Make sure you remember to go and vote for all your favorite comics and creators in the ASCAs! You’ve got less than a week left to vote!
New Releases (September 16)
Princeless: Raven the Pirate Princess #3 (Action Lab)
Adventure Time: Fiona and Cake Card Wars #3 (Boom!)
Lumberjanes #18 (Boom!)
Black Canary #4 (DC)
Harly Quinn #20 (DC)
Secret Six #6 (DC)
Wonder Woman #44 (DC)
Moomin and the Martians (Drawn and Quarterly)
Moomin: The Complete Lars Jansson Comic Strip Vol. 10 HC (Drawn and Quarterly)
Swords of Sorrow #5 (Dynamite)
Jem and the Holograms #7 (IDW)
ODY-C #7 (Image)
Rat Queens #12 (Image)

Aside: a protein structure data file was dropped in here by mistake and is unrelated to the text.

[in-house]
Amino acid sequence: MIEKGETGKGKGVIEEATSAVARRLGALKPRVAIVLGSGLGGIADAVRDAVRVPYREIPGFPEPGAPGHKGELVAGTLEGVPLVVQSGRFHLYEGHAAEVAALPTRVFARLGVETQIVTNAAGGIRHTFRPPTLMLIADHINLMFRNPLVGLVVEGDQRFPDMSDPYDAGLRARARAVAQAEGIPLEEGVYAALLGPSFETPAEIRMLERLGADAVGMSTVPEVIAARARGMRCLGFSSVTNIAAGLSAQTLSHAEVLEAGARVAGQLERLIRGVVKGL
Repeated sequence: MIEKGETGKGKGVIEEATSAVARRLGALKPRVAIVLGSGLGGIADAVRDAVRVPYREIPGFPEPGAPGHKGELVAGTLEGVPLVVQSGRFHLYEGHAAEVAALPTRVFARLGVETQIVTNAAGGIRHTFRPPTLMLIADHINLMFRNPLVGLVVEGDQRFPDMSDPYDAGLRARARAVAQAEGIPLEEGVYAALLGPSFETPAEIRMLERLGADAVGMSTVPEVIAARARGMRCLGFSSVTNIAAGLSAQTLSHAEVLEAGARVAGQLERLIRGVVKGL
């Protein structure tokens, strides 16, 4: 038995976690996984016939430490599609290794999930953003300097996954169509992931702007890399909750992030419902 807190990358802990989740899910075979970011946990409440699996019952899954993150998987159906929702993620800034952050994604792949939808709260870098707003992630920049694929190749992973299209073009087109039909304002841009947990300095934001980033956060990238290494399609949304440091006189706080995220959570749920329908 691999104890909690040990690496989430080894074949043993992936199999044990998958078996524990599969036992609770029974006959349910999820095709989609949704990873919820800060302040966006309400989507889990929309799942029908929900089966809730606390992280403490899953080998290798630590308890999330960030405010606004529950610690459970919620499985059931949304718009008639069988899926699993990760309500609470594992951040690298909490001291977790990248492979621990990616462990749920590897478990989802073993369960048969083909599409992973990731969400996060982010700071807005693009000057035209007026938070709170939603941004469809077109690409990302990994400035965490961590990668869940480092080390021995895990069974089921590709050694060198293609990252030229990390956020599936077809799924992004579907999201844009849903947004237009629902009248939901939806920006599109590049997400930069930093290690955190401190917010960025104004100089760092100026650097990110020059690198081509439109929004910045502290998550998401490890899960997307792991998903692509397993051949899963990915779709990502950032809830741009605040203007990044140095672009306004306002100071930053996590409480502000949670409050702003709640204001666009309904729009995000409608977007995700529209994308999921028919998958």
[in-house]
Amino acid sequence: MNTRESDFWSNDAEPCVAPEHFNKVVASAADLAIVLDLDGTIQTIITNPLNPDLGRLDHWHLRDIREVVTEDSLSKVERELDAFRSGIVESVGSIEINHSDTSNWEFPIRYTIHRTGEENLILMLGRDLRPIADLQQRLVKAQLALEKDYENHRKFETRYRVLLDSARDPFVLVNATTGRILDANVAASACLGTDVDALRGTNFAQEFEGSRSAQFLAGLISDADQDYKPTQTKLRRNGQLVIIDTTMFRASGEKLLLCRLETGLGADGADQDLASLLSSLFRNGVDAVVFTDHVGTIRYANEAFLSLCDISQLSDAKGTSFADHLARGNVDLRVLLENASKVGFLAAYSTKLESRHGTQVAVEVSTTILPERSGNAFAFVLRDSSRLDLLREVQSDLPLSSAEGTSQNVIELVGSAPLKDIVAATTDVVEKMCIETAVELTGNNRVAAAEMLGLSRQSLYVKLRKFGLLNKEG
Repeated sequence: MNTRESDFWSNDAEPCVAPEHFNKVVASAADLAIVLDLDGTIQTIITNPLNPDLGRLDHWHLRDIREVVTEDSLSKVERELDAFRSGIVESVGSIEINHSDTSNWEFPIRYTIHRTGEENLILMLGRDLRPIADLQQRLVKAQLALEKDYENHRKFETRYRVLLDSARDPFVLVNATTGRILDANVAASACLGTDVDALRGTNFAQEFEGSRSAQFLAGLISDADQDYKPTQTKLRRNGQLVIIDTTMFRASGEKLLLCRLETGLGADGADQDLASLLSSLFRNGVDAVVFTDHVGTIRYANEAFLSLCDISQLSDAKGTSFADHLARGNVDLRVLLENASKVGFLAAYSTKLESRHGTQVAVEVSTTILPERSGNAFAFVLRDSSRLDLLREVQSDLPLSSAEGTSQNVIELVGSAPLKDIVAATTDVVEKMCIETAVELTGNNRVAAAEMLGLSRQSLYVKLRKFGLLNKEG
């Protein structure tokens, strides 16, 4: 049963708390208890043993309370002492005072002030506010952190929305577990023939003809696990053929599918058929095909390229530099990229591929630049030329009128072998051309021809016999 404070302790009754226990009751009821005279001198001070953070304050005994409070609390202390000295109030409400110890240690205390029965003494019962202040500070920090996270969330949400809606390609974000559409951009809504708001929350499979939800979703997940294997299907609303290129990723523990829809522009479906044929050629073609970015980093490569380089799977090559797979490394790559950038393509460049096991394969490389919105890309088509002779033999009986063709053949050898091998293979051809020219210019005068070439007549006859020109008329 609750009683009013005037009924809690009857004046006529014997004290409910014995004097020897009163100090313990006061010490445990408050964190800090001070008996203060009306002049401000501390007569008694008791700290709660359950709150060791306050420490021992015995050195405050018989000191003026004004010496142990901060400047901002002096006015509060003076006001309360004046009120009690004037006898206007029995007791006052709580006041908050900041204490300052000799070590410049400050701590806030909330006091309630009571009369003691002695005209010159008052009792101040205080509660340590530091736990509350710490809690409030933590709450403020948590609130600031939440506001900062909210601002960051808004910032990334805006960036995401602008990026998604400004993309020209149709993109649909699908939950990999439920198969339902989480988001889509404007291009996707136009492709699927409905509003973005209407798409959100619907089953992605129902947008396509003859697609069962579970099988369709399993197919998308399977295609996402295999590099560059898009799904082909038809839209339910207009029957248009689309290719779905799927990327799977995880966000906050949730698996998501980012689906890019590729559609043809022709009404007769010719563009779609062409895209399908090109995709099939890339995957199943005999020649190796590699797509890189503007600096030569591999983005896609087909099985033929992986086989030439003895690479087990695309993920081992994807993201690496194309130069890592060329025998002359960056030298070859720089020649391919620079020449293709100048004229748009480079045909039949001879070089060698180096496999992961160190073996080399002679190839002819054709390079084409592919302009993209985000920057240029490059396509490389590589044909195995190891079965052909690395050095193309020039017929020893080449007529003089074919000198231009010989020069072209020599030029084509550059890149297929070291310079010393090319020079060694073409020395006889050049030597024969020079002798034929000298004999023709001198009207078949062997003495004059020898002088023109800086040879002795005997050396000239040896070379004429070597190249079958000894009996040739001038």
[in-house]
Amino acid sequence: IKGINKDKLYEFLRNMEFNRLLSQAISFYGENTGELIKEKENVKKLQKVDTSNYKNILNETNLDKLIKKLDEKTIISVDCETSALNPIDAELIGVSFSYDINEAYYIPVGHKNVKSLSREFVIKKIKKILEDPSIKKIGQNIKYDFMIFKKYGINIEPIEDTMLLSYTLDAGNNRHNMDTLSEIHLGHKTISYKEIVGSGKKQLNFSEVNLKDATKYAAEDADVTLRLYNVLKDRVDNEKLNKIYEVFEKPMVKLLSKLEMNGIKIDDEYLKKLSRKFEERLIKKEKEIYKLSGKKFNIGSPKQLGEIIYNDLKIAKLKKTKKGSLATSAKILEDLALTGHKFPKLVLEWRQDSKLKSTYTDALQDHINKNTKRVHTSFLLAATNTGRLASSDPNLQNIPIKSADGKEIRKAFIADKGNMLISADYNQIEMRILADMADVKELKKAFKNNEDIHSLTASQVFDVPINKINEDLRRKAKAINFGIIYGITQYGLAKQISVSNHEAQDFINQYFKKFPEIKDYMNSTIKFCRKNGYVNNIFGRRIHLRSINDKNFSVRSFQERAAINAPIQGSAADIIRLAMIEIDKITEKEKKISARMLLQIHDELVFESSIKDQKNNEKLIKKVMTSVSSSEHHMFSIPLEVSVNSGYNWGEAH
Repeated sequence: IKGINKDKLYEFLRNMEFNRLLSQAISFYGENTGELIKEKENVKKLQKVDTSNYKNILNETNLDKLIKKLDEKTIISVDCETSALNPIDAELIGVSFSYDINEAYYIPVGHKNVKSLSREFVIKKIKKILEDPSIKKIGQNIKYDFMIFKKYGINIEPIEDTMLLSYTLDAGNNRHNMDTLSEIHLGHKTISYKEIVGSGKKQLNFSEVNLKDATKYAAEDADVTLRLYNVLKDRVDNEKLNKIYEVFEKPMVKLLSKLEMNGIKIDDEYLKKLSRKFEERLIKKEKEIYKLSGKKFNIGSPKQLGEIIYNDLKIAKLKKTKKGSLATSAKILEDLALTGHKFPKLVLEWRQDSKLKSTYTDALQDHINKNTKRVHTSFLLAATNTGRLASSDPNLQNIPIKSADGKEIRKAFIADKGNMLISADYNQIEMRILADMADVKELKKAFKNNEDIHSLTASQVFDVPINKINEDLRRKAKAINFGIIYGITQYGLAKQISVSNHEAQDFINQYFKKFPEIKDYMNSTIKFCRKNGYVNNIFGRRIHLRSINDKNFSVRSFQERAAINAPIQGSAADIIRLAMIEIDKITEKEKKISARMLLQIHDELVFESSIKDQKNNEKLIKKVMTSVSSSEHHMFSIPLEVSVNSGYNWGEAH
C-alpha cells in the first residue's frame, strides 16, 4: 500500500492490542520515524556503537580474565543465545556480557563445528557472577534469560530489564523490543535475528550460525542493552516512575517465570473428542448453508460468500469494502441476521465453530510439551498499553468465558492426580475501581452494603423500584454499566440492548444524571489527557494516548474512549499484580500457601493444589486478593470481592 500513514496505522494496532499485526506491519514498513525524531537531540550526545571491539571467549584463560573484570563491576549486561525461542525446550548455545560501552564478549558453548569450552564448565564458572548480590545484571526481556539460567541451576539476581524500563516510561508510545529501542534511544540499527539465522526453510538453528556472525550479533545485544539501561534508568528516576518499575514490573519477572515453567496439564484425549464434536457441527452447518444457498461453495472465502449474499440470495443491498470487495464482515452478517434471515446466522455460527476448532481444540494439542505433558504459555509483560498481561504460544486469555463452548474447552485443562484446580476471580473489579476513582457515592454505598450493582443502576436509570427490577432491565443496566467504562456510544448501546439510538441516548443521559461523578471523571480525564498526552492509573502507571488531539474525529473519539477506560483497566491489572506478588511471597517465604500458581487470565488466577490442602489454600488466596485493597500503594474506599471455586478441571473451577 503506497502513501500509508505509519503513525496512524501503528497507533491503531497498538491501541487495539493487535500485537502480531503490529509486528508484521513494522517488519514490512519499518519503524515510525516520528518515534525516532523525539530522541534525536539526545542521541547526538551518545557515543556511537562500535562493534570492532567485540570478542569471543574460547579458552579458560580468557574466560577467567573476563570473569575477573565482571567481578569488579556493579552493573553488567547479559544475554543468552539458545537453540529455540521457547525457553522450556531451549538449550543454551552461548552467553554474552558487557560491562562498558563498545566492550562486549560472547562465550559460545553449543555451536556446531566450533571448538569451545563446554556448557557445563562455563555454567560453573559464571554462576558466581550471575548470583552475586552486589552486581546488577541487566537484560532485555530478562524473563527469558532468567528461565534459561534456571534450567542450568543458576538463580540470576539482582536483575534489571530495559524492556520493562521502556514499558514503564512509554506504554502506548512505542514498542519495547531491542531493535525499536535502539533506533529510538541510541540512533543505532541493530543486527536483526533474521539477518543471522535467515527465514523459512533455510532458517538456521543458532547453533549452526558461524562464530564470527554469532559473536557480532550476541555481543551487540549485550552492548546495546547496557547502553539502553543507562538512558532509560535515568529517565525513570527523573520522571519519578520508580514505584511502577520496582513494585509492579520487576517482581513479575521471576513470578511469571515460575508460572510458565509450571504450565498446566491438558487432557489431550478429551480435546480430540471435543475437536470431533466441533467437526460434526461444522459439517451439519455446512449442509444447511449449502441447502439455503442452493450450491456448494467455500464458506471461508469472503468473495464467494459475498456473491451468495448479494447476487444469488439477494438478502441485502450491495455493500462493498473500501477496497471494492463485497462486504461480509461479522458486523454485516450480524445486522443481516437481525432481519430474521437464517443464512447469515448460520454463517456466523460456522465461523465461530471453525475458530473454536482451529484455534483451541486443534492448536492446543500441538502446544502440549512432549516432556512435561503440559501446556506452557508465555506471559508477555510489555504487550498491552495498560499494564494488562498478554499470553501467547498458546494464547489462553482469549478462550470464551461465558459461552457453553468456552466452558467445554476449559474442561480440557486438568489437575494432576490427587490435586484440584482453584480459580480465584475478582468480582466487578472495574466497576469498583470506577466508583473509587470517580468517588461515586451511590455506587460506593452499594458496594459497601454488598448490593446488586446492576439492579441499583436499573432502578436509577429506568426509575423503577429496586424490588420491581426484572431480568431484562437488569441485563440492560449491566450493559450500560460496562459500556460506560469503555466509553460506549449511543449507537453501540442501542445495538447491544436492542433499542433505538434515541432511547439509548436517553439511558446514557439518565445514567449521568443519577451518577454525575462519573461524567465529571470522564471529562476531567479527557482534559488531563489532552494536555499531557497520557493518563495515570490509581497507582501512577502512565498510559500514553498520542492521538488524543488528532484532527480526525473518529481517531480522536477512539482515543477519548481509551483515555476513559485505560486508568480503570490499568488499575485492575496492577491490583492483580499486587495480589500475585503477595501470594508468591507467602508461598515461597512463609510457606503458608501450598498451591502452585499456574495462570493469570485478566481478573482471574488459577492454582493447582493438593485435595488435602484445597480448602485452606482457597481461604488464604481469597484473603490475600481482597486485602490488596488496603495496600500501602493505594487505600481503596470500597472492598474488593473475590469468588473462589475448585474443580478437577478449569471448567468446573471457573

Sex Criminals #12 (Image)
Shutter #15 (Image)
A-Force Presents Vol. 1 TPB (Marvel)
All-New Hawkeye #5 (Marvel)
Star Wars #9 (Marvel)
True Believers She-Hulk #1 (Marvel)
True Believers Thor #1 (Marvel)
Welcome to Drawn to Comics! From diary comics to superheroes, from webcomics to graphic novels – this is where we’ll be taking a look at comics by, featuring and for queer ladies. So whether you love to look at detailed personal accounts of other people’s lives, explore new and creative worlds, or you just love to see hot ladies in spandex, we’ve got something for you.
If you have a comic that you’d like to see me review, you can email me at mey [at] autostraddle [dot] com.